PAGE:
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Conditioning of Heavy Metal-Polluted River Sediment by Cannabis sativa L.

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We are currently developing a process for the remediation of heavy metal-polluted sediment by solid-bed bioleaching. Unfortunately, freshly dredged sediment is impermeable to water, unsuitable for solid-bed leaching, and therefore needs preliminary conditioning to improve its structure. A pilot-scale conditioning plant consisting of several basins (each with a base of 6 m 2 and a depth of 0.7 m) was filled with freshly dredged, slightly predewatered sediment from the Weisse Elster River. Hemp ( Cannabis sativa L.) was chosen for conditioning because it develops quickly from seeds, produces large amounts of biomass, and forms commercially useful fibers. Irrespective of the plant cover, the sediment dried out, was oxidized and turned acidic. However, its structure and permeability only improved when the sediment was covered with plants and not when all the vegetation appearing was removed regularly. Although hemp germinated completely regularly on sediment, 1 week after seeding the leaves became partially discolored, deformed, and dry, and ultimately about 95% of all the hemp plants died. The surviving hemp produced shorter shoots and much lower amounts of biomass than hemp on unpolluted soil. Studies in pots and hydrocultures indicated that the inhibition of hemp growth is caused by the synergistic action of a low pH and several mobile toxic metals. Hemp on sediment incorporated much higher quantities of heavy metals (especially Zn, Cd, and Ni) than hemp on unpolluted soil, which calls the commercial use of the former seriously in question.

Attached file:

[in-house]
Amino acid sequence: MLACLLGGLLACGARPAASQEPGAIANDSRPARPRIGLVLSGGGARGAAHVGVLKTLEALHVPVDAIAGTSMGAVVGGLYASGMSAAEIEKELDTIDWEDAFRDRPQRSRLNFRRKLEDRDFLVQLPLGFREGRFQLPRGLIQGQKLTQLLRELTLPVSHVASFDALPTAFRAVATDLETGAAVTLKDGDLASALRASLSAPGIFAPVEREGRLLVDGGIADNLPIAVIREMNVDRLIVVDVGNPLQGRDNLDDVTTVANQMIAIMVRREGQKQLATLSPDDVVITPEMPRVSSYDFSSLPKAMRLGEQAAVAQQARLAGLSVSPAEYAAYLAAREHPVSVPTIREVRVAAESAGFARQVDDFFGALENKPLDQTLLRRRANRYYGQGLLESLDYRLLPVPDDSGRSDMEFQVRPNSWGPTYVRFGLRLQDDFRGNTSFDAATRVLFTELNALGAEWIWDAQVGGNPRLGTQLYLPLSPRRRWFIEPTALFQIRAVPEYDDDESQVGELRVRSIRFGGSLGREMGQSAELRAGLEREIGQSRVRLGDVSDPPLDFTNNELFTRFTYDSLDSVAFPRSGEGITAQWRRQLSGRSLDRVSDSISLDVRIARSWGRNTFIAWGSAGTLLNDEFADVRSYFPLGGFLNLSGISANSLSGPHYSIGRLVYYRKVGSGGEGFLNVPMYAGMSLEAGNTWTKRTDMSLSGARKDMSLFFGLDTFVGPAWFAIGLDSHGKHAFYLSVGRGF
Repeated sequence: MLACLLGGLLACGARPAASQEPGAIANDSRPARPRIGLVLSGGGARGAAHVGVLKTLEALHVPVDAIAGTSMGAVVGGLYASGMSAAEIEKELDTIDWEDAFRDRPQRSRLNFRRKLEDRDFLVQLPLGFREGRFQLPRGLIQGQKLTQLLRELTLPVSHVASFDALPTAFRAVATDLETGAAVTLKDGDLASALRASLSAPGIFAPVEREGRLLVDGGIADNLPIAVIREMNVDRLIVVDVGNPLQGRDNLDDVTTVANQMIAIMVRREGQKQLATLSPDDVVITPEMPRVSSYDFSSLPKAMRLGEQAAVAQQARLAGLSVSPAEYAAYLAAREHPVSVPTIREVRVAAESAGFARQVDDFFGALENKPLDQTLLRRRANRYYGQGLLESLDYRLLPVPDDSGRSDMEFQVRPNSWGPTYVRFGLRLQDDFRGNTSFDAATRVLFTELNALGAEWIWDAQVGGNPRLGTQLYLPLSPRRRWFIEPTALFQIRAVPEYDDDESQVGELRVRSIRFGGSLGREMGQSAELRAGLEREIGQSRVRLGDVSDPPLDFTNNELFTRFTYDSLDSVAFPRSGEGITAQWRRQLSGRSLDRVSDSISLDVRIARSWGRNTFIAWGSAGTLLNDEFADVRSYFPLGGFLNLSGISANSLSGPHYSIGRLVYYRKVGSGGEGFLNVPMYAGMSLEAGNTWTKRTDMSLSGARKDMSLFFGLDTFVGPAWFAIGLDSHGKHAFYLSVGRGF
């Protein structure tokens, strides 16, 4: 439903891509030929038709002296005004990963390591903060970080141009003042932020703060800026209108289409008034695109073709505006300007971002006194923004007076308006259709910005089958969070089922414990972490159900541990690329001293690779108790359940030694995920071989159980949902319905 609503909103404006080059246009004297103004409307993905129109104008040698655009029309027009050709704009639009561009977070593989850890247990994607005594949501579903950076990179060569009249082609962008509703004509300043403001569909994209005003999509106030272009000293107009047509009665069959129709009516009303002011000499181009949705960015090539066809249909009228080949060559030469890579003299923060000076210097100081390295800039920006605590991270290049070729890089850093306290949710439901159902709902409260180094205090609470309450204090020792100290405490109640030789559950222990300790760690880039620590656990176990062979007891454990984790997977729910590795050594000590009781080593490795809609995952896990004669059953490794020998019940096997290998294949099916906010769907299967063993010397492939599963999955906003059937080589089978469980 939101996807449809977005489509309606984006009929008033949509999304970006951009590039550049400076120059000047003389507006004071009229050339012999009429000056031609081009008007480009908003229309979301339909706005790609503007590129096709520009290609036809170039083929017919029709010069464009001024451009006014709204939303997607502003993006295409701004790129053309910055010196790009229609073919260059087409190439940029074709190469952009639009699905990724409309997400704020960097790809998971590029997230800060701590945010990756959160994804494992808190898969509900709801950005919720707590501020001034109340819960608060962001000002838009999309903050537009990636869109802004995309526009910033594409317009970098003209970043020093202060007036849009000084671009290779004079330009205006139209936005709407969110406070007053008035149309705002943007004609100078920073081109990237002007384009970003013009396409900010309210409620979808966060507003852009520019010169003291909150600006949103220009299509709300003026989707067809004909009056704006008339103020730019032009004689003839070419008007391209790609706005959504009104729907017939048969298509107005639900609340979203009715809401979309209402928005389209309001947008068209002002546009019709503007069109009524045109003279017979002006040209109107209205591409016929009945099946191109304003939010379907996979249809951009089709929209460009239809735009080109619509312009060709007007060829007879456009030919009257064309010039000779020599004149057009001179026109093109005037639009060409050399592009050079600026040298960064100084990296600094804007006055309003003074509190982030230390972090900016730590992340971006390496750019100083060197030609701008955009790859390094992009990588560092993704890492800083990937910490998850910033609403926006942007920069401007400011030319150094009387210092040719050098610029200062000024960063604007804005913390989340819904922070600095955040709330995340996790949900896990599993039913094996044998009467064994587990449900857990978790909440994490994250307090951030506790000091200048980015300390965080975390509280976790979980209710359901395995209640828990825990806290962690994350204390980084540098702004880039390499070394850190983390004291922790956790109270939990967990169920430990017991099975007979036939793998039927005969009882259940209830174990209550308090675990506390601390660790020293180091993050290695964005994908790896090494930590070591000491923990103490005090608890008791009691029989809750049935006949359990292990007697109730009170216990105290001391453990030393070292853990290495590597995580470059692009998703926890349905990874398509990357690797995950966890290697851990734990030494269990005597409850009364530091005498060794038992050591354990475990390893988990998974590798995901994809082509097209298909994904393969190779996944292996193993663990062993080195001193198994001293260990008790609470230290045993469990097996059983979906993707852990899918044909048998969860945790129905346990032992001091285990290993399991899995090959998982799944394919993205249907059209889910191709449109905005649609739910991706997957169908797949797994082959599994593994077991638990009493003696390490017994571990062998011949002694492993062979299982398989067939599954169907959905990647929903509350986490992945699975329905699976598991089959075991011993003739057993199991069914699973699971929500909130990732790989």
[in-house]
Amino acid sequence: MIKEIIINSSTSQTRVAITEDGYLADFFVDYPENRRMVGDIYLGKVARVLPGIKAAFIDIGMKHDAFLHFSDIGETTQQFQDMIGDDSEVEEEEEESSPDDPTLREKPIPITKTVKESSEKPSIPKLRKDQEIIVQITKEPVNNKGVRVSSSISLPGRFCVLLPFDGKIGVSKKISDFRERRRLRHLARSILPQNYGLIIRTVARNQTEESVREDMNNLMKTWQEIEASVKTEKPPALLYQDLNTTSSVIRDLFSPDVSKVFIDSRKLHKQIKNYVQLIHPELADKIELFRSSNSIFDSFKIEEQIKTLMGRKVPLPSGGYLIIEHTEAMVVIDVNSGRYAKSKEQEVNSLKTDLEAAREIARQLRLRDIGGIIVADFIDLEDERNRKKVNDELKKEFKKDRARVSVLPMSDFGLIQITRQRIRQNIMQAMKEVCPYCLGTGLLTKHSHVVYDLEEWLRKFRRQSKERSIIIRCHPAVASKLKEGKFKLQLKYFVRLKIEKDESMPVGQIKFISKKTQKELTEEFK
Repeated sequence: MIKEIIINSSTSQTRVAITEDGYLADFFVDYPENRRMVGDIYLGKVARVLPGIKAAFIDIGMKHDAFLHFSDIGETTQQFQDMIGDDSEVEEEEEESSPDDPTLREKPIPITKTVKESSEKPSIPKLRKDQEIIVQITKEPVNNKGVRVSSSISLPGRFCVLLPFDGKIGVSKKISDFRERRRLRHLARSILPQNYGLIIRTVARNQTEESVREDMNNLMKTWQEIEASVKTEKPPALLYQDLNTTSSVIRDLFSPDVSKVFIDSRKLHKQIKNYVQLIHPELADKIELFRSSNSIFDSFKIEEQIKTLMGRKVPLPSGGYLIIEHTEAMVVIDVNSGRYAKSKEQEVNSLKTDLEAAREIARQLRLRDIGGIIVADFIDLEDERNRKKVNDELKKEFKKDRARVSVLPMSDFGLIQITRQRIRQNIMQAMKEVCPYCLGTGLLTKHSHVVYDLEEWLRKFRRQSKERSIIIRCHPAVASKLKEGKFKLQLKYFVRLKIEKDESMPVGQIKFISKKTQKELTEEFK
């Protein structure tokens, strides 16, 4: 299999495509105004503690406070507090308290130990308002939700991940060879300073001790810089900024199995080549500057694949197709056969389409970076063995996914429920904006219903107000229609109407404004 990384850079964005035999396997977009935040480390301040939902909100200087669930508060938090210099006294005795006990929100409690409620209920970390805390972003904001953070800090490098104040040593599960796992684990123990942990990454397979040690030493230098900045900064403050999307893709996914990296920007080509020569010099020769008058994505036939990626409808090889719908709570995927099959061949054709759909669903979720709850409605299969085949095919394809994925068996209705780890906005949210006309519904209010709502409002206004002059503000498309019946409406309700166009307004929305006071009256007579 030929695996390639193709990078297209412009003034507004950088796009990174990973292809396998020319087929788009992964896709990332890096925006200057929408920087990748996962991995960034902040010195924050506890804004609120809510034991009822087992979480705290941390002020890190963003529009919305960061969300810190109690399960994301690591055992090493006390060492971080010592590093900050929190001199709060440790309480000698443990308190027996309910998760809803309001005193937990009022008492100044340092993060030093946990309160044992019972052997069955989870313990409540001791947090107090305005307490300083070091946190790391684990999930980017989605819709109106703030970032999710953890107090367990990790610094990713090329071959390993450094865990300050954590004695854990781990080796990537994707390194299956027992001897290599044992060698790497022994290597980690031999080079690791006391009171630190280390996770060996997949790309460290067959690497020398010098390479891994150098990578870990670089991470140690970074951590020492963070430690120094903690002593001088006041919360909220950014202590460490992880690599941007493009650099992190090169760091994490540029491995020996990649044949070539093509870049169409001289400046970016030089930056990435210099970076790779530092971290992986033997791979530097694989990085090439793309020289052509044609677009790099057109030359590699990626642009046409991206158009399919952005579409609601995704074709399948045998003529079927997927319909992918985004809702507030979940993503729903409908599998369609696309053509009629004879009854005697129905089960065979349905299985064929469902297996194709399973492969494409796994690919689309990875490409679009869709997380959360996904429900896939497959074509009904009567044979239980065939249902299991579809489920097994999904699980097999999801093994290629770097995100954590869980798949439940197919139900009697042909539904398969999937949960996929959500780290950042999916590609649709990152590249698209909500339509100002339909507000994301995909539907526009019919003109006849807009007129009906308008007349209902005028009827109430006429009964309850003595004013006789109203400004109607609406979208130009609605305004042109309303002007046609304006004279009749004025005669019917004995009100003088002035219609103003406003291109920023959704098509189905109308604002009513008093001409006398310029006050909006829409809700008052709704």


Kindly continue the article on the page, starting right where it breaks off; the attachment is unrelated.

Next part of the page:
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Keywords: bioleaching; cadmium; heavy metal uptake; hemp; ripening; zinc

Document Type: Research Article

Affiliations: 1: Dresden University of Technology, Institute of Food Engineering and Bio-Engineering, 01062, Dresden, Germany, ++49-351-463-32420, ++49-351-463-37761, Email: [email protected] 2: UFZ Centre for Environmental Research Leipzig-Halle, Department of Remediation Research, Permoserstrasse 15, 04318, Leipzig, Germany, ++49-341-235-2571, ++49-341-235-2492, Email: [email protected] 3: Brandenburg University of Technology at Cottbus, Faculty 4, Universitätsplatz 3-4, 03044, Cottbus, Germany, ++49-355-694238, Email: [email protected] 4: UFZ Centre for Environmental Research Leipzig-Halle, Department of Analytical Chemistry, Permoserstrasse 15, 04318, Leipzig, Germany, ++49-341-235-2289, ++49-341-235-2492, Email: [email protected]

Publication date: January 1, 2002

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